“No common is possible unless we refuse to base our life and our reproduction on the suffering of others, unless we refuse to see ourselves as separate from them” - Silvia Federici
Anchoring Communities is a project led by Jay Cumberland, an Equal Justice Works Fellow sponsored by the eBay Foundation at the Sustainable Economies Law Center. This project helps workers and tenants in the Bay Area resist displacement by taking collective control of their workplaces and buildings.
Many problems converge to cause displacement. So, many strategies must combine to prevent further displacement. This project uses one unique strategy to target the Bay Area’s racialized problem of high rent and low wages. It helps workers and tenants come together to take control of their workplaces and apartment buildings. This helps workers create worker cooperatives, and it helps tenants create housing cooperatives. Collective control of housing and jobs helps people reduce their rent and raise their wages. It anchors people in place and prevents further displacement. This security gives people a greater ability to build social, economic, and political power for themselves and others.
Here’s how this project works:
Existing movements to help workers and tenants take collective control have incredible potential. Yet, barriers stand in the way of these movements reaching their full potential. This project makes the public aware of problems holding these movements back. Then, it uses legal and non-legal skills to create solutions to these problems. After that, it rallies people and organizations around these issues to make them more impactful.
Agitating → Highlighting Problems Standing in the Way of Collective Control
Dependence on Business Owners and Landlords
Worker and housing co-op conversions happen because business owners and landlords want them to happen. Workers and tenants receive little support in exercising their bargaining power. They have little hope of convincing bad business owners and landlords to sell to them. Relying on the generosity of a few business owners and landlords limits the growth and militancy of the cooperative movement.
Focus on Owners and Ownership
Business owners hire most worker co-op conversion organizations. This means they work for the benefit of the owners, not the workers. These organizations target business owners with outreach. This means workers don't know their businesses are for sale and can't be proactive. These organizations aim to convince owners that workers can be as responsible as owners. This means these organizations do not exist to build a proud working class movement focused on worker power.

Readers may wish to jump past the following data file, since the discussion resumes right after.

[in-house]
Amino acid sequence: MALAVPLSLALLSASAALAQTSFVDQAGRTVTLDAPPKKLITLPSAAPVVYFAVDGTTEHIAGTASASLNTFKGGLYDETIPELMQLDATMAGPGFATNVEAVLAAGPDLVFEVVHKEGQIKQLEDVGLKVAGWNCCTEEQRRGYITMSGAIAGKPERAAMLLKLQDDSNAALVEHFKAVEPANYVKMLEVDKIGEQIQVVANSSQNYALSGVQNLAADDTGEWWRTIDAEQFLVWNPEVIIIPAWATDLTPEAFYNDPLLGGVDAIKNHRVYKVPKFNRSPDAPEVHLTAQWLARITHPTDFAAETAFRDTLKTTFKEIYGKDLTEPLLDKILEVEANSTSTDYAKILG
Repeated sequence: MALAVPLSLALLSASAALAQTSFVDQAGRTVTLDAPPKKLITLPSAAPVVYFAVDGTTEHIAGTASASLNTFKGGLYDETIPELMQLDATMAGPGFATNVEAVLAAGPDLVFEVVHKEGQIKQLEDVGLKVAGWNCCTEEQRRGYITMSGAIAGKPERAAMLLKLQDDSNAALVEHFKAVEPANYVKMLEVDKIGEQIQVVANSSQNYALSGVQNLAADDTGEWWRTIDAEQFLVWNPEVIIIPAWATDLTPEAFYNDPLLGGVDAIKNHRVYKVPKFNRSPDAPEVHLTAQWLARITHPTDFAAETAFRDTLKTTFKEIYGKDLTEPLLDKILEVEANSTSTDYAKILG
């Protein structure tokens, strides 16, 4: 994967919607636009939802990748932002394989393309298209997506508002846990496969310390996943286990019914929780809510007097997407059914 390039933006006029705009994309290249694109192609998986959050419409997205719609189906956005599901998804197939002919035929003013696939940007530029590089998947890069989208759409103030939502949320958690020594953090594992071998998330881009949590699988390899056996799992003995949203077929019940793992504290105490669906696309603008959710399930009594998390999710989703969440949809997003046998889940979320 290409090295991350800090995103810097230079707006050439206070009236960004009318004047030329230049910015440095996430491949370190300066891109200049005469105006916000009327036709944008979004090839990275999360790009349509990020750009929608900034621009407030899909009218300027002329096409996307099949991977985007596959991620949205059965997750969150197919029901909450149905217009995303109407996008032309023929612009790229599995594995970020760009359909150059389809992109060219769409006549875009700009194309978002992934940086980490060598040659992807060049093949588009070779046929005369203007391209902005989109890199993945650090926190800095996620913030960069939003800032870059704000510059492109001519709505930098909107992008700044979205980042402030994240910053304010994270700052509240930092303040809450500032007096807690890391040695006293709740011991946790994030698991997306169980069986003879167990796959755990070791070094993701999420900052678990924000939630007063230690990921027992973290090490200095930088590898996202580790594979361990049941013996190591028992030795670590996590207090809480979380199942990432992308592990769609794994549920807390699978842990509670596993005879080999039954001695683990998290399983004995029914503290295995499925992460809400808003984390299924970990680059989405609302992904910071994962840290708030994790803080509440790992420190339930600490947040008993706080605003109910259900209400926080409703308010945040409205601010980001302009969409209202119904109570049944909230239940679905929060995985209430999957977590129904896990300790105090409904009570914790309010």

Lack of Legal Services
There are attorneys and accountants who help people buy businesses and apartment buildings. There are attorneys and accountants who help people create and operate cooperatives. But, there aren’t many attorneys and accountants who do both. So, workers and tenants struggle to find support. Few strategies are being created to help them take collective control.
Lack of Connection to Broader Movements
The worker co-op conversion movement has little connection to the labor movement. This holds the movement back in many ways.
Innovating → Creating Strategies To Solve These Problems
Worker-Centered Conversion Strategies
This project ensures workers know their businesses are for sale. It creates ways to help workers negotiate prices that aren't based in part on the profit an owner could extract from them. It creates ways to help workers bring business owners to the table even when those owners aren't interested in worker control. It creates ways for the labor movement and the cooperative movement to help each other. And it creates transition processes that help workers and owners heal broken relationships.
Tenant-Centered Conversion Strategies
Policy solutions like tenants right of first refusal may be arriving in the Bay Area soon. This would give tenants the right to buy their apartment buildings, but it wouldn't make those purchases affordable. This project creates ways to help tenants negotiate for better prices. It creates ways to help them pay prices that aren't based in part on the profit an owner could extract from them.
New Ways for Attorneys to Provide Services
Workers and tenants can't afford to hire attorneys to help them take collective control. This is an issue of access to justice. Nonprofit attorneys can represent workers and tenants who can't pay me or can pay very little. Few attorneys can do this, though, so it's necessary to find a better way. This project creates ways to make it possible for attorneys in private practice to help workers and tenants take collective control.
Orchestrating → Mobilizing People and Organizations Around These Solutions
The Worker Co-op Community, Labor, and Political Movements
This project will mobilize several groups to help workers buy their businesses. These include worker cooperatives, labor unions, organizers, and political movements. It will mobilize worker's rights attorneys to negotiate settlements that result in worker control. It will mobilize restorative justice practitioners to address divisions between workers and owners.
The Housing Co-op Community, Tenant Unions, and Political Movements
This project will mobilize several groups to help tenants buy their buildings. These include housing cooperatives, tenant unions, organizers, and political movements. It will mobilize tenant's rights attorneys to negotiate settlements that result in tenant control.
Want more information about Jay’s Equal Justice Works Fellowship Project: Anchoring Communities?
Contact Jay Cumberland - email@example.com